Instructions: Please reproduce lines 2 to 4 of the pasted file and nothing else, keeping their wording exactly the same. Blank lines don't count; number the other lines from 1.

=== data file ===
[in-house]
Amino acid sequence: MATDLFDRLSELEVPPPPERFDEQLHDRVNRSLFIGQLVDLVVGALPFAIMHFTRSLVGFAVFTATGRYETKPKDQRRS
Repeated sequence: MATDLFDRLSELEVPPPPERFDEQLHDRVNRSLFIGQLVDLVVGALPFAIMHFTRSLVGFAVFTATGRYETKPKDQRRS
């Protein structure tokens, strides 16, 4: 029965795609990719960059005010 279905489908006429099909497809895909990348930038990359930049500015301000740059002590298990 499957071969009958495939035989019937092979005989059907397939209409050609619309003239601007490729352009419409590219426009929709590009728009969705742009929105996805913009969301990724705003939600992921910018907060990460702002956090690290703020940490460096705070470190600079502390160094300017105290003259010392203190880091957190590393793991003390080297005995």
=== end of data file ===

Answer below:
Amino acid sequence: MATDLFDRLSELEVPPPPERFDEQLHDRVNRSLFIGQLVDLVVGALPFAIMHFTRSLVGFAVFTATGRYETKPKDQRRS
Repeated sequence: MATDLFDRLSELEVPPPPERFDEQLHDRVNRSLFIGQLVDLVVGALPFAIMHFTRSLVGFAVFTATGRYETKPKDQRRS
């Protein structure tokens, strides 16, 4: 029965795609990719960059005010 279905489908006429099909497809895909990348930038990359930049500015301000740059002590298990 499957071969009958495939035989019937092979005989059907397939209409050609619309003239601007490729352009419409590219426009929709590009728009969705742009929105996805913009969301990724705003939600992921910018907060990460702002956090690290703020940490460096705070470190600079502390160094300017105290003259010392203190880091957190590393793991003390080297005995």